18. The method of claim 17, further comprising generating a second signal indicating detection of the secondary electrons, generating a third signal indicating detection of a gamma ray, determining whether the third signal occurred within a specified time period after occurrence of the second signal, and generating the first signal only if the third signal occurred within the specified time period after occurrence of the second signal.

19. The method of claim 17 in which the glass plate comprises glass having less than 1 mol % lead (Pb).

20. The method of claim 17 in which the glass plate comprises glass having less than 0.1 mol % of the neutron sensitive material.

Description:

CROSS REFERENCE TO RELATED APPLICATIONS

This application is a continuation of and claims benefit to U.S. application Ser. No. 13/069,898, filed on Mar. 23, 2011, to be issued as U.S. Pat. No. 8,507,872 on Aug. 13, 2013, which claims the benefit of prior U.S. Provisional Application 61/316,710, filed on Mar. 23, 2010 and U.S. Provisional Application 61/354,607, filed on Jun. 14, 2010. Each of these applications is incorporated by reference in its entirety.

BACKGROUND

This invention relates to neutron detection.

Neutron-sensitive microchannel plates (MCPs) can be used to detect special nuclear materials (SNM), such as plutonium, or can be used in neutron imaging. A microchannel plate can be formed by bonding a glass plate between an input electrode and an output electrode, and providing a high voltage direct current (DC) field between the electrodes. The glass plate is perforated with a substantially regular, parallel array of microscopic channels, for example, cylindrical and hollow channels. Each channel, which can serve as an independent electron multiplier, has an inner wall surface formed of a semi-conductive and electron emissive layer.

The glass plate can be doped with, for example, boron-10, which can capture neutrons in reactions that generate lithium-7 and alpha particles. As the lithium-7 and alpha particles enter nearby channels and collide against the wall surfaces to produce secondary electrons, a cascade of electrons can be formed as the secondary electrons accelerate along the channels (due to the DC field), and collide against the wall surfaces farther along the channels, thereby increasing the number of secondary electrons. The electron cascades develop along the channels and are amplified into detectable signals that are electronically registered and processed to construct a digital image. The resultant intensity map or image corresponds to the variation in neutron flux striking the microchannel plate's surface. Contrast differences within the image of a sample can be used to infer physical and chemical properties.

SUMMARY

In general, in one aspect, an apparatus comprises a microchannel plate comprising a structure that defines a plurality of microchannels; and layers of materials disposed on walls of the microchannels, the layers including a layer of neutron sensitive material, a layer of semiconducting material, and a layer of electron emissive material.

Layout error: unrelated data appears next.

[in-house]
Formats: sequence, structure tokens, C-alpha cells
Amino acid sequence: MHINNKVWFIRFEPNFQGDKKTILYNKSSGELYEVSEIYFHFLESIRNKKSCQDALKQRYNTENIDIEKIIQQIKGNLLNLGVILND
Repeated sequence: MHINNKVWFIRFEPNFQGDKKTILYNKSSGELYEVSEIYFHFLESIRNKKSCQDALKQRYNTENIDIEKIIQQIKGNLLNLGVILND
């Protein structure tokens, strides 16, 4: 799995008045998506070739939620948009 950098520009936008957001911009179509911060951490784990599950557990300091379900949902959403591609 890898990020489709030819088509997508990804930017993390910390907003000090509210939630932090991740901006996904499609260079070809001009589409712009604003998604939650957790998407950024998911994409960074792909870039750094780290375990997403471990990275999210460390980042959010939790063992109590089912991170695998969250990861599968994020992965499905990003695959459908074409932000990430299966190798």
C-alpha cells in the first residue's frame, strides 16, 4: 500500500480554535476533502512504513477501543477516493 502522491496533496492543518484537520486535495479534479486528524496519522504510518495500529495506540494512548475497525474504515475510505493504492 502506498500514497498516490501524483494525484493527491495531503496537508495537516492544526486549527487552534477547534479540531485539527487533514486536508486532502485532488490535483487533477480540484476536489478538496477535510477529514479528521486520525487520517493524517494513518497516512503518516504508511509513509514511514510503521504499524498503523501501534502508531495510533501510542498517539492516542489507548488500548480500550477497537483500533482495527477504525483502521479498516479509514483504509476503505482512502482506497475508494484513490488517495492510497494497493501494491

Implementations of the apparatus may include one or more of the following features. The layer of neutron sensitive material can include at least 50 mol % of neutron sensitive material. The layer of neutron sensitive material can include at least one of boron-10, lithium-6, or gadolinium. The layer of neutron sensitive material can include a compound having at least one of boron-10 or gadolinium. The compound can include at least one of boron-10 oxide, boron-10 nitride, lithium-6 oxide, or gadolinium oxide. The layer of neutron sensitive material can have a thickness in a range from 0.5 to 5 microns. The layer of semiconducting material can have a thickness in a range from 50 to 1000 nm. The layer of electron emissive material can have a thickness in a range from 3 to 12 nm. The structure can include glass. The glass can have less than 25 mol % lead (Pb). In some examples, the glass can have less than 1 mol % lead (Pb). In some examples, the glass can have more than 1 mol % lead (Pb). The glass can have less than 25 mol % of elements having an atomic number greater than 34. In some examples, the glass can have less than 1 mol % of elements having an atomic number greater than 34. In some examples, the glass can have more than 1 mol % of elements having an atomic number greater than 34. The glass can have less than 20 mol % of neutron sensitive material. In some examples, the glass can have more than 1 mol % of neutron sensitive material. In some examples, the glass can have less than 1 mol % of neutron sensitive material. The layer of neutron sensitive material can be without glass. The semiconducting material can include AlZnxOy alloy (x and y being positive integers). The electron emissive material can include at least one of aluminum oxide (Al2O3) or magnesium oxide (MgO). Each of at least some of the microchannels can have a diameter in a range between 5 to 10 microns. Each of at least some of the microchannels can have a diameter less than 150 microns. Each of at least some of the microchannels can have a length that is at least 10 times the diameter of the microchannel. Each of at least some of the microchannels can have a circular, a square, a rectangular, or a hexagonal cross section. The apparatus can include an image sensor to detect the secondary electron emissions. The apparatus can include a gamma ray detector to detect gamma rays, and a coincidence unit to determine whether a first signal output from the gamma ray detector indicating detection of a gamma ray occurs within a predetermined time period after a second signal output from the microchannel plate indicating detection of at least one of a neutron or a gamma ray. The neutron sensitive material can include at least one of boron-10 or gadolinium. The microchannel plate can include an input electrode, an output electrode, and a glass plate comprising the microchannels, and the apparatus can further include a data processor to determine whether a neutron has been detected based on first information derived from a first charge induced on the input electrode and second information derived from a second charge induced on the output electrode. The data processor can be configured to calculate a ratio between the first charge and the second charge, calculate a sum of the first and second charges, and determine whether a neutron has been detected based on the ratio and the sum. The data processor can be configured to calculate a parameter value based on dividing the ratio by the sum, compare the parameter value with a predetermined range of values, and determine that a neutron has been detected when the parameter value is within the predetermined range of values. The neutron sensitive material can include at least one of boron-10 or lithium-6.